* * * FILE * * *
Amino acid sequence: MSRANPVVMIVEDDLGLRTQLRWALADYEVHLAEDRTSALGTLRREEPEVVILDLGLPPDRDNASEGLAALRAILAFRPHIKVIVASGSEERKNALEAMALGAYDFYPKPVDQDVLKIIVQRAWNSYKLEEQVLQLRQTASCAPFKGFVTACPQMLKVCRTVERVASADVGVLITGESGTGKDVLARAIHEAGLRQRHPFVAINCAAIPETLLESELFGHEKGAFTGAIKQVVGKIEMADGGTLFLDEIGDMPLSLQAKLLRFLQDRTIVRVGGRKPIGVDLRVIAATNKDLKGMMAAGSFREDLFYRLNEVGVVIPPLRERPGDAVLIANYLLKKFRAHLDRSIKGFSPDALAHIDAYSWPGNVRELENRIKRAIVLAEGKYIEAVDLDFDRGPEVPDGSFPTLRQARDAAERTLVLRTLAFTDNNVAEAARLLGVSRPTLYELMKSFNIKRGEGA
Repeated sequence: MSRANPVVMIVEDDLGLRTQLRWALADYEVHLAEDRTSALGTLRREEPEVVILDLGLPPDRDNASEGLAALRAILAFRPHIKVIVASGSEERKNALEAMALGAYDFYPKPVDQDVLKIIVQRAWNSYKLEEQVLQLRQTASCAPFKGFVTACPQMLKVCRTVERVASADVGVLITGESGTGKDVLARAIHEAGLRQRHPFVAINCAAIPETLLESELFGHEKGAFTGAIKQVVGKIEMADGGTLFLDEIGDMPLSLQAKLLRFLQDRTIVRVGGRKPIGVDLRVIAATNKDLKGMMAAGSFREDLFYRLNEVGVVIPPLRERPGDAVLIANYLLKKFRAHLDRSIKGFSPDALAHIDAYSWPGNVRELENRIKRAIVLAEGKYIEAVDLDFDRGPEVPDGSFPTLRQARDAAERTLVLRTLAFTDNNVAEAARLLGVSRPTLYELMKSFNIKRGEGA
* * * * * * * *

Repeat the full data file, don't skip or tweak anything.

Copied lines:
Amino acid sequence: MSRANPVVMIVEDDLGLRTQLRWALADYEVHLAEDRTSALGTLRREEPEVVILDLGLPPDRDNASEGLAALRAILAFRPHIKVIVASGSEERKNALEAMALGAYDFYPKPVDQDVLKIIVQRAWNSYKLEEQVLQLRQTASCAPFKGFVTACPQMLKVCRTVERVASADVGVLITGESGTGKDVLARAIHEAGLRQRHPFVAINCAAIPETLLESELFGHEKGAFTGAIKQVVGKIEMADGGTLFLDEIGDMPLSLQAKLLRFLQDRTIVRVGGRKPIGVDLRVIAATNKDLKGMMAAGSFREDLFYRLNEVGVVIPPLRERPGDAVLIANYLLKKFRAHLDRSIKGFSPDALAHIDAYSWPGNVRELENRIKRAIVLAEGKYIEAVDLDFDRGPEVPDGSFPTLRQARDAAERTLVLRTLAFTDNNVAEAARLLGVSRPTLYELMKSFNIKRGEGA
Repeated sequence: MSRANPVVMIVEDDLGLRTQLRWALADYEVHLAEDRTSALGTLRREEPEVVILDLGLPPDRDNASEGLAALRAILAFRPHIKVIVASGSEERKNALEAMALGAYDFYPKPVDQDVLKIIVQRAWNSYKLEEQVLQLRQTASCAPFKGFVTACPQMLKVCRTVERVASADVGVLITGESGTGKDVLARAIHEAGLRQRHPFVAINCAAIPETLLESELFGHEKGAFTGAIKQVVGKIEMADGGTLFLDEIGDMPLSLQAKLLRFLQDRTIVRVGGRKPIGVDLRVIAATNKDLKGMMAAGSFREDLFYRLNEVGVVIPPLRERPGDAVLIANYLLKKFRAHLDRSIKGFSPDALAHIDAYSWPGNVRELENRIKRAIVLAEGKYIEAVDLDFDRGPEVPDGSFPTLRQARDAAERTLVLRTLAFTDNNVAEAARLLGVSRPTLYELMKSFNIKRGEGA